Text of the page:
15. Aug 12, 2015 #14

    WWGD

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    How about hate speech directed at minors (in the Web)? Some teenagers have killed themselves (at least partially) as a result of intensive harassment campaigns. An adult may be somewhat able to put things into perspective and defend him/herself, but what about teenagers/children?
     
  16. Aug 12, 2015 #15

    Evo

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    Ok, if IO'm not mistaken, the OP was thinking of the news coverage of the upcoming US Presidential elections, so let's please reign this in and limit it to that topic.
     
  17. Aug 12, 2015 #16

    SteamKing

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    These incidents unfortunately do not occur only on the web. Many young people get bullied in person by their peers, at school and other places where kids tend to hang around one another.

    Why kids decide that taking one's life is an acceptable solution is anyone's guess, but it suggests to me that the victims lack someone in their lives to whom they can confide, who will stand up to those who are making their lives miserable. All too often, despite the PSAs about standing up to bullies and bullying, school administrators prefer to look the other way, if not blame the victim for the trouble they receive.

    The web, for all its benefits, allows strangers unparalleled access to the lives of kids and others who seem to live on social networks. As a parent, you are the government in your household. You are not required to abide by the Constitution. You must make the decision for your kids on how much they use the web and with whom they interact. If the web becomes too stressful and dangerous, it's better to pull the plug entirely than to suffer a tragedy. Find something else for your kid to spend time on. People got along before Facebook and Twitter; they can get along without them.

    I don't know if it is spending too much time on the web when kids are extremely young or what, but a lot of people these days seem to lack self-confidence, and this is a quality which is hard to develop if one is subjected to a constant barrage of criticism and derogation, especially if done so by choice.
     
  18. Aug 12, 2015 #17

    Bystander

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    Hopefully, no one here is unaware that they are ALL selling something. Caveat emptor. https://en.wikipedia.org/wiki/Pig_in_a_poke
     
  19. Aug 12, 2015 #18

    Vanadium 50

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    The statement that voices that disagree with you should be silenced is an implicit admission that you are losing the war of ideas.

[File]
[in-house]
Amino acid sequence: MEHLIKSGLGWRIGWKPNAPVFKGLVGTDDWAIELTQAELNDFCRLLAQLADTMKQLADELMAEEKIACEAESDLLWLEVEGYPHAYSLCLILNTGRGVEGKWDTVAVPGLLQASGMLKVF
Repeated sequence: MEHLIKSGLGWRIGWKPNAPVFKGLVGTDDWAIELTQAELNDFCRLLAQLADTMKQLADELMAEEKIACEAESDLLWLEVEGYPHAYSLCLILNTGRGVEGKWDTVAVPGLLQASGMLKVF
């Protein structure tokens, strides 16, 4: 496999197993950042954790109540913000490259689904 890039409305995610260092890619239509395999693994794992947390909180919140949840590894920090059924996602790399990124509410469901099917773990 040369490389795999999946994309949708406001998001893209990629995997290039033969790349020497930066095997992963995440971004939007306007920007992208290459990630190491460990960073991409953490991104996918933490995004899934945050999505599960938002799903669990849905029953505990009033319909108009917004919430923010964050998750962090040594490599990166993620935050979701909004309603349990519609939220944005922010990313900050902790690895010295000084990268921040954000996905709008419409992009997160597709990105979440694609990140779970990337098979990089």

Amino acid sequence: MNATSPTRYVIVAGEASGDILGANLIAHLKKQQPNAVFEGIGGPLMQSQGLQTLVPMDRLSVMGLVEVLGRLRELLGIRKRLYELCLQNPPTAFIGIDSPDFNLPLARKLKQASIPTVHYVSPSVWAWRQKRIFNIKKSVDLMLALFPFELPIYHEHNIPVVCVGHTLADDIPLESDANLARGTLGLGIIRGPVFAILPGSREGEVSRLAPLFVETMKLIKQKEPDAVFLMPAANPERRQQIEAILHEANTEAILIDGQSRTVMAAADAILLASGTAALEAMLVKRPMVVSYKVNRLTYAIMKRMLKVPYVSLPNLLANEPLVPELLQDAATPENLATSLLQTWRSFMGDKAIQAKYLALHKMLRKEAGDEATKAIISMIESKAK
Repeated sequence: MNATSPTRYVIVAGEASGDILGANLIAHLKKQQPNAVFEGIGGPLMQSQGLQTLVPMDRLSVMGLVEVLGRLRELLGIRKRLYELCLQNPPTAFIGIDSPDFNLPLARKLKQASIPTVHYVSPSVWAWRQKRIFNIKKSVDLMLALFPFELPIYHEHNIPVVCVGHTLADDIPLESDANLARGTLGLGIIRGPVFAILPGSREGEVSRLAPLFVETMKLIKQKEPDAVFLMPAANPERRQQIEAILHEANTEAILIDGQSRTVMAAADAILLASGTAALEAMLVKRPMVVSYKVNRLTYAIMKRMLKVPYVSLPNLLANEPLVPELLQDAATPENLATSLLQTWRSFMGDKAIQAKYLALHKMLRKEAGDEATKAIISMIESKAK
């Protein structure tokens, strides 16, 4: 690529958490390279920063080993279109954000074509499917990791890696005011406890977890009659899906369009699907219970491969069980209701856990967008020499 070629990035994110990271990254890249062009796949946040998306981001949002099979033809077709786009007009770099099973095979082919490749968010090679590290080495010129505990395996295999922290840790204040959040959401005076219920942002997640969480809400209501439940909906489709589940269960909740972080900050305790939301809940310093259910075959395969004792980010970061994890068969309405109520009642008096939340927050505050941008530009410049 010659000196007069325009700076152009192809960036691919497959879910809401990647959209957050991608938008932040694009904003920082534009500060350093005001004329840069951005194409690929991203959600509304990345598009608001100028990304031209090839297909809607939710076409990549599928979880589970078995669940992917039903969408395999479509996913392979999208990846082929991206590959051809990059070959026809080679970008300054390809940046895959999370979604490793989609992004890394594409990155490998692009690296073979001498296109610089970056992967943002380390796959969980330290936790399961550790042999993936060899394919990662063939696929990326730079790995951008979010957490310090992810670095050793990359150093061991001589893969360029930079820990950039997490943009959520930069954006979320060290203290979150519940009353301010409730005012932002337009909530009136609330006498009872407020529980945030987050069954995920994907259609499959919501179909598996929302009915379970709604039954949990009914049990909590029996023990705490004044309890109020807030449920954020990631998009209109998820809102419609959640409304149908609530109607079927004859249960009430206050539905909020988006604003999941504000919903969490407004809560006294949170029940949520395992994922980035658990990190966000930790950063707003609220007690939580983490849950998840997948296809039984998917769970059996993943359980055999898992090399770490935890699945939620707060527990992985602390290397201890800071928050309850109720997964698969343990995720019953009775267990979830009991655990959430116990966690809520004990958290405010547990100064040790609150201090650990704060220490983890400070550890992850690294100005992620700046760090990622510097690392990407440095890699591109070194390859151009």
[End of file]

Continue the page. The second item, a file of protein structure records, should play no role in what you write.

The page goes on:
Every source has some bias, if only in the choice of topics they cover. If you want to be informed, you need to rely on multiple sources - that's why I follow both Mother Jones and Fox. And, while people like to bash Fox, I find it's news (as opposed to commentary) to be quite good, and not slanted as far to the right as people who have never watched it often claim. (It's also difficult to compare Fox to MSNBC, because MSNBC no longer does news - only commentary)
     
    Last edited: Aug 13, 2015
  20. Aug 12, 2015 #19
    Wow, the guy makes a parenthetical remark and all of a sudden he supports a totalitarian regime that wants to brutally suppress free speech! It's more likely that he (I think that's a safe bet based on the name) means that Fox News willfully lies and distorts facts, which certainly approaches---or should---the limits of what is covered under free speech. It's also likely that he doesn't actually want Fox News taken down by "brute physical force." Talk about an overreaction. I'd even call it idiotic, but ironically that might get this comment deleted, making me the winner of this war of ideas.
     
  21. Aug 12, 2015 #20

    Bystander

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    ???? Wouldn't know --- the Fox ticker comes through with some hysterically funny typos from their interns, but otherwise correct; the CNN ticker "omits" details now and then; Bloomberg omits negatives and inserts negatives to the point that second source clarification is an absolute necessity for any interesting news item; none of them are worth turning the sound up --- tickers only. Networks? All commentary all the time.